Harambee Institute of Science and Technology Charter School:
Our Mission, Vision, and Core Values
Harambee Institute exists to offer our community an education with a focus on the origins, current status, and future of the African world.
Our mission is to educate students to succeed as global citizens with a clear awareness of “who I am, where I am from, where I am going, and how I get there.”
Our vision is a collective and informed African American community utilizing science and technology as a means of promoting education for self-reliance, locally and globally.
Our core values are:
Greatness: Pursuit of excellence in all we do
Accountability: Owning what we do and who we are
Innovation: Open to new ideas with a growth mindset
Integrity: Honesty, transparency, and unity in all we do
"Get on the Bus Tour" - Harambee visits HBCU's
HBCU GET ON THE BUS TOUR VIDEO
A message from the CEO
A message from the CEO
Women's History Month
Women's History Month is an opportunity to reflect on and recognize the strength and accomplishments of brilliant women throughout history that are long overdue. This year's theme is an inspiring tribute: Women Providing Healing, Promoting Hope.
As an example, we can look at past heroes in the fields of science, medicine, and caregiving. For example, Katherine Johnson’s calculations of orbital mechanics as a NASA employee were critical to the success of the first United States spaceflights. Dr. Joycelyn Elders leads the way as the first African American Surgeon General of the United States. We also admire those like Hazel Johnson-Brown, who provided care and comfort as Chief of the Army Nurse Corp.
We pay homage and acknowledge more recent leaders like Twin Doctors, Dr. Elana McDonald and Dr. Delana Wardlaw whose great accomplishments include providing access to COVID-19 testing in the height of the pandemic in underserved black and brown communities. Not to mention, the many powerful women behind the scenes whose names are unknown.
How It Began
In New York City in 1908, thousands of women united and marched for better labor laws, conditions, and the right to vote. A year later on February 28, 1909, suffragists and socialists gathered again in Manhattan for what they called the first International Women's Day. This idea made its way through Europe before being introduced at the International Conference of Women in Copenhagen, Denmark. One hundred women representing 17 countries agreed on the designation and the day was formally honored on March 8, 1911. The holiday wasn't largely celebrated or acknowledged in the United States until 1975, when the United Nations began sponsoring International Women's Day.
Why the Month of March?
A few years later, the movement spread across the United States. In 1980, President Jimmy Carter issued the first presidential proclamation declaring the week of March eighth as National Women’s History Week. The March eighth date was chosen as it corresponded with International Women’s Day. March is also when Title IX was passed in 1972, which protects people from sex discrimination in federal education programs. The following year, the United States Congress followed suit, passing a resolution that established a national celebration. In 1987, the National Women’s History Project petitioned Congress to expand the event to the entire month of March and was successful.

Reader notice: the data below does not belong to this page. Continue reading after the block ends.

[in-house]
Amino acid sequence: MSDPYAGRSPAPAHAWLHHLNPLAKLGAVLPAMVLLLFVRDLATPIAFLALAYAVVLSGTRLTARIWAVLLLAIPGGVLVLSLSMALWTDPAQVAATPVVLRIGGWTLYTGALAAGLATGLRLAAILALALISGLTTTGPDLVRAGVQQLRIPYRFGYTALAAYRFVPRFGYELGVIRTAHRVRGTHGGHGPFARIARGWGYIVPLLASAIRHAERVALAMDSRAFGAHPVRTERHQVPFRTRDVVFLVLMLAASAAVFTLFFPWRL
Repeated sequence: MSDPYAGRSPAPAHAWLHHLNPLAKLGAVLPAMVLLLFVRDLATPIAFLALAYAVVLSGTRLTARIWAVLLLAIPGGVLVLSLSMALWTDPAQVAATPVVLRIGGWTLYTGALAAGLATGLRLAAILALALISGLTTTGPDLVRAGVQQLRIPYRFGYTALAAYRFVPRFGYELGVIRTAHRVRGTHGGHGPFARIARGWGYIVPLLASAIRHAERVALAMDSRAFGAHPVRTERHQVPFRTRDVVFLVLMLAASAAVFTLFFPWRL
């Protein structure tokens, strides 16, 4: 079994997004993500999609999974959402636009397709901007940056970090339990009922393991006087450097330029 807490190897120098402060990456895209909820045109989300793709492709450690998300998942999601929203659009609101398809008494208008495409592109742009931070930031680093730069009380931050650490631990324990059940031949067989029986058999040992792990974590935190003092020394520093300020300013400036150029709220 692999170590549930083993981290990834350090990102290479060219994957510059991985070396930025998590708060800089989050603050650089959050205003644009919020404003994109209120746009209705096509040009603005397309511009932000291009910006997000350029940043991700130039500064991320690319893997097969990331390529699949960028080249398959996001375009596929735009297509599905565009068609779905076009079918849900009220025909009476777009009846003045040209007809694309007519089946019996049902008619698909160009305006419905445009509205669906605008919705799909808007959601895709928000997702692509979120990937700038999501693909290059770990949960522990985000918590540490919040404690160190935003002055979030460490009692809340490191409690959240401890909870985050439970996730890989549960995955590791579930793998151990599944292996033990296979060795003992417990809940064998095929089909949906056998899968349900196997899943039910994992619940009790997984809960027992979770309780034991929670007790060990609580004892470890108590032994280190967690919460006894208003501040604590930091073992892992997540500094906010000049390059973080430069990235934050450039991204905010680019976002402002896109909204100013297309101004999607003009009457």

As we celebrate Women's History Month, let’s not forget to remind ourselves of the accomplishments of women of color throughout the years to our culture and society. From science to politics, it's is a chance to reflect on the trailblazing women who lead the way for change such as Shirley Chisholm, Maxine Waters, Madam C.J. Walker, Maya Angelou, Toni Morrison and YOU!
Education for Self-Reliance
Help us build something great. HISTCS teachers, staff, and advisory groups are working hard everyday to create a high-quality student experience. If you’re a parent, community leader, or part of a larger organization we urge you to sign up for one of our volunteer or sponsorship opportunities, or attend any of our upcoming events. Let’s pull together for our kids and our community!Get Involved
A STAR IS BORN! A STAR IS BORN! A STAR IS BORN!
Please join me in congratulating Harambee Charter School student, Zahir Brunson for landing a role in the hit show ABBOTT ELEMENTARY!
Zahir is an exemplary student who excels in Language Arts and Mathematics scoring ADVANCED in both content areas on state and local assessments. Beyond his thespian prowess, Zahir is an outstanding student maintaining a 3.0 grade point average. Even more impressive is his character as he carries himself as a gentleman and model student with a strong moral compass.
Zahir Brunson, a true example of Harambee’s core value of GREATNESS!